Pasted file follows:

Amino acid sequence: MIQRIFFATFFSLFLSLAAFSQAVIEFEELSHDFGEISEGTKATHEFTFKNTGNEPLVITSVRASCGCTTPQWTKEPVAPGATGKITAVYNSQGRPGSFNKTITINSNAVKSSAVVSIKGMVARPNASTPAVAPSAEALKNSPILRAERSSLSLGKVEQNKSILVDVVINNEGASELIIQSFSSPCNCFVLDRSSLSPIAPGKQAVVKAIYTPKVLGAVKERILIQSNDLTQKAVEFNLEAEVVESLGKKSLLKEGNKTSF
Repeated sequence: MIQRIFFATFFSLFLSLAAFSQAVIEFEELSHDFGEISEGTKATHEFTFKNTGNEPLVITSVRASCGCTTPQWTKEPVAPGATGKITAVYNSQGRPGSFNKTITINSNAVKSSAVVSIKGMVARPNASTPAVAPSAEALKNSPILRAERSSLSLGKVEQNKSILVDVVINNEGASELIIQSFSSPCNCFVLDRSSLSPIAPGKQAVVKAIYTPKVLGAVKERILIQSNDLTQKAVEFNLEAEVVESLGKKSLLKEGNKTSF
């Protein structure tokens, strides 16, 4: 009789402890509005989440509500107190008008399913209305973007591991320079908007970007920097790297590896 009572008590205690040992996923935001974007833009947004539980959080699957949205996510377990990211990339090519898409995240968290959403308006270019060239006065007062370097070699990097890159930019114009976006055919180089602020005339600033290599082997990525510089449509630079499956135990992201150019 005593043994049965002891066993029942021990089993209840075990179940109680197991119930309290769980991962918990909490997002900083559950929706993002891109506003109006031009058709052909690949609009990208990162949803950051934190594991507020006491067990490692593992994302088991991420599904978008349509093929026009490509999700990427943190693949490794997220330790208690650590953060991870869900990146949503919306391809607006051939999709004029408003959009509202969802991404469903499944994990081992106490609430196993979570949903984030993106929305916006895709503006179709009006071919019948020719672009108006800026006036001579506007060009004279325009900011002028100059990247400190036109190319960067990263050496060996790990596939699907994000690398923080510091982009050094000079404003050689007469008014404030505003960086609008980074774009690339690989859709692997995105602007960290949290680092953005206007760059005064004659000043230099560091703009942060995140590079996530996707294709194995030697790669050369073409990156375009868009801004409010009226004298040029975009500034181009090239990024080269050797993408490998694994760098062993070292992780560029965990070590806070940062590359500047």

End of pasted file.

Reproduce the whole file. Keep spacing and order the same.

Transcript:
Amino acid sequence: MIQRIFFATFFSLFLSLAAFSQAVIEFEELSHDFGEISEGTKATHEFTFKNTGNEPLVITSVRASCGCTTPQWTKEPVAPGATGKITAVYNSQGRPGSFNKTITINSNAVKSSAVVSIKGMVARPNASTPAVAPSAEALKNSPILRAERSSLSLGKVEQNKSILVDVVINNEGASELIIQSFSSPCNCFVLDRSSLSPIAPGKQAVVKAIYTPKVLGAVKERILIQSNDLTQKAVEFNLEAEVVESLGKKSLLKEGNKTSF
Repeated sequence: MIQRIFFATFFSLFLSLAAFSQAVIEFEELSHDFGEISEGTKATHEFTFKNTGNEPLVITSVRASCGCTTPQWTKEPVAPGATGKITAVYNSQGRPGSFNKTITINSNAVKSSAVVSIKGMVARPNASTPAVAPSAEALKNSPILRAERSSLSLGKVEQNKSILVDVVINNEGASELIIQSFSSPCNCFVLDRSSLSPIAPGKQAVVKAIYTPKVLGAVKERILIQSNDLTQKAVEFNLEAEVVESLGKKSLLKEGNKTSF
């Protein structure tokens, strides 16, 4: 009789402890509005989440509500107190008008399913209305973007591991320079908007970007920097790297590896 009572008590205690040992996923935001974007833009947004539980959080699957949205996510377990990211990339090519898409995240968290959403308006270019060239006065007062370097070699990097890159930019114009976006055919180089602020005339600033290599082997990525510089449509630079499956135990992201150019 005593043994049965002891066993029942021990089993209840075990179940109680197991119930309290769980991962918990909490997002900083559950929706993002891109506003109006031009058709052909690949609009990208990162949803950051934190594991507020006491067990490692593992994302088991991420599904978008349509093929026009490509999700990427943190693949490794997220330790208690650590953060991870869900990146949503919306391809607006051939999709004029408003959009509202969802991404469903499944994990081992106490609430196993979570949903984030993106929305916006895709503006179709009006071919019948020719672009108006800026006036001579506007060009004279325009900011002028100059990247400190036109190319960067990263050496060996790990596939699907994000690398923080510091982009050094000079404003050689007469008014404030505003960086609008980074774009690339690989859709692997995105602007960290949290680092953005206007760059005064004659000043230099560091703009942060995140590079996530996707294709194995030697790669050369073409990156375009868009801004409010009226004298040029975009500034181009090239990024080269050797993408490998694994760098062993070292992780560029965990070590806070940062590359500047």